Sometimes a gardener just wants to share some pretties from their garden...and I guess that's where I am tonight. So here goes....
In early spring, it's always fun to see the bare branches of red buckeye (Aesculus pavia) transform from sticks to feathery fans, highlighted with big, blowsy, red bloom spikes. Hummingbirds apparently love red buckeye blooms, which are rumored to open just as hummingbird migration begins, but I rarely seem to plant mine where I have an opportunity to watch that interaction. I've got my hopes up this year, though, as I just found out today that hummers have been spotted along the Gulf Coast in the last few days.
Under the large southern magnolia tree out front, next to the sidewalk, was a bare spot that makes the term "dry shade" seem optimistic. The magnolia roots are so thick in the area that finding pockets of actual soil was a challenge. I knew the root competition would be fierce, but still I was hoping to find a plant that would give this garden bed a little more "sidewalk appeal". The golden ragwort (Packera aurea) has really performed like an ace here.
We put in daffodils last fall; the early ones bloomed nicely, but they're still at the individual bloom stage, so I think I'll pass on sharing those as well.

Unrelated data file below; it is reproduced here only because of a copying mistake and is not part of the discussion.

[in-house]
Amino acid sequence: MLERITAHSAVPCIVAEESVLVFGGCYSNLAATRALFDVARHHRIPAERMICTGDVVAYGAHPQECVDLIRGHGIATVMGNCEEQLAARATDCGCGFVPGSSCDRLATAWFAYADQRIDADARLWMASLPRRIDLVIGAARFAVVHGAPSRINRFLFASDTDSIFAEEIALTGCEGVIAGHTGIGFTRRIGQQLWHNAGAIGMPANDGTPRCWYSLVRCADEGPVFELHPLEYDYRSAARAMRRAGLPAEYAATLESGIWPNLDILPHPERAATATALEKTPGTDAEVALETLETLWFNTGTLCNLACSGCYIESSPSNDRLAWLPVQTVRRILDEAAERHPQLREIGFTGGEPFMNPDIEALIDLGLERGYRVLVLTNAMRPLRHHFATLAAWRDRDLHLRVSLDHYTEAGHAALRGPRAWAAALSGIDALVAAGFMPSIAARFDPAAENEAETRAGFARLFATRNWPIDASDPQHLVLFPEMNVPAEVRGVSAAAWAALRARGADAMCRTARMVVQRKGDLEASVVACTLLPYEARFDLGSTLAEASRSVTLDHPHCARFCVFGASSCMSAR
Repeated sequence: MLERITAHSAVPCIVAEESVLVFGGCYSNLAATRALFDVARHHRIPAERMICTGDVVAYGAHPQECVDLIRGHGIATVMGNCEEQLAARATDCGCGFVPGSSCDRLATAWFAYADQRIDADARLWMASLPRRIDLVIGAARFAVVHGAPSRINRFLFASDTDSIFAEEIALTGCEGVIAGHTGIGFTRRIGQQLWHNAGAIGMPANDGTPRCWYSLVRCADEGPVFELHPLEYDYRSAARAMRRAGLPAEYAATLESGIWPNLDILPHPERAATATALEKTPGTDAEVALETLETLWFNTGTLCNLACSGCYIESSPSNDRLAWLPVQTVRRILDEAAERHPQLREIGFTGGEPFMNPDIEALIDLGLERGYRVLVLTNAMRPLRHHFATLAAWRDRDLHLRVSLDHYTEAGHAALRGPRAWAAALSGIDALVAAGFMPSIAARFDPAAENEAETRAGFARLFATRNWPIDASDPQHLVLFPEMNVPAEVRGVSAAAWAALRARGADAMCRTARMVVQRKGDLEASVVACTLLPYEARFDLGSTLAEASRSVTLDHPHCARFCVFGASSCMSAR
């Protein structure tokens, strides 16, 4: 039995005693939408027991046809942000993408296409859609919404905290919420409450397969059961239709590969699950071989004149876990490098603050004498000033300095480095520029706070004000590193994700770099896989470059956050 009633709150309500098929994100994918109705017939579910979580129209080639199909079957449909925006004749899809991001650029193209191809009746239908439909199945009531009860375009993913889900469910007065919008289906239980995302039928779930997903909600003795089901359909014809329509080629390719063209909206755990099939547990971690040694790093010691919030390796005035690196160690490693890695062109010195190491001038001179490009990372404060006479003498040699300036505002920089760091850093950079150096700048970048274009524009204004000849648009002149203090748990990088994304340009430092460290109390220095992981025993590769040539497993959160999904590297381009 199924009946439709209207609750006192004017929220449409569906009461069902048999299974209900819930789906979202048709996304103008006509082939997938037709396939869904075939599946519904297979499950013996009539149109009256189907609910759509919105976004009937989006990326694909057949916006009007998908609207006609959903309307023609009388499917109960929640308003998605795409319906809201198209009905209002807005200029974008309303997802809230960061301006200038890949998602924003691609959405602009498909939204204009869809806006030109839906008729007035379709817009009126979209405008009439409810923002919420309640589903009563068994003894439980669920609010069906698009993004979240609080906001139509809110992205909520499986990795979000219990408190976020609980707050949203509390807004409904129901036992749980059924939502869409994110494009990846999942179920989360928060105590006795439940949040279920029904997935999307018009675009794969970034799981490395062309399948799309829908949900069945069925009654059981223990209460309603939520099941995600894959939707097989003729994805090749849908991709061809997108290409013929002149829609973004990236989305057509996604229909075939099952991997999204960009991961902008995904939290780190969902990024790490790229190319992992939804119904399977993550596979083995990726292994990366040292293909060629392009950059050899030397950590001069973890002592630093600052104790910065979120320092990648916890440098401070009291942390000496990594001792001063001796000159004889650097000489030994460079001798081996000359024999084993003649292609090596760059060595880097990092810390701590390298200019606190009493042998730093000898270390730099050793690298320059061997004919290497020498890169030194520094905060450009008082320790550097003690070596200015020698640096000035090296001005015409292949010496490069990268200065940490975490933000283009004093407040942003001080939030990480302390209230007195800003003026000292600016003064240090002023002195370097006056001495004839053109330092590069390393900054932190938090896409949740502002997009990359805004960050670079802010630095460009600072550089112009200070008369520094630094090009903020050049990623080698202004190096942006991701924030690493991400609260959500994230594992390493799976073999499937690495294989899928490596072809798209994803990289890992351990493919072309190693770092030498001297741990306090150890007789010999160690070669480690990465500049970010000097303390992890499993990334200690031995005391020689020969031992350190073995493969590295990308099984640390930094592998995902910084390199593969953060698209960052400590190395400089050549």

There is a blue-eyed grass that has been springing up unbidden in the lawn area and I've been leaving the individual clumps to see what they look like. They've suddenly spread out and started to bloom, allowing me to identify them as annual blue-eyed grass (Sisyrinchium rosulatum), a distinctly not-blue flower.
Many gardeners get upset about wildflowers springing up in their lawns, but I'm not one of them. I actually enjoy seeing what gifts nature provides. For example, I've been enjoying this little pink blooming oxalis that appeared, as if by magic, under the magnolia in the back yard.
With perennials, it's always nice to have some great foliage for visual interest so that you don't have to rely on just blooms throughout the year. While I was initially attracted to the light blue flower spikes that lyreleaf sage (Salvia lyrata) has, now that I've grown this plant in my yard, it's the red-veined, hairy leaves with their purplish undersides that I'm finding appeal to me most.
For now I'll leave you with some blueberry blooms (Vaccinium sp.).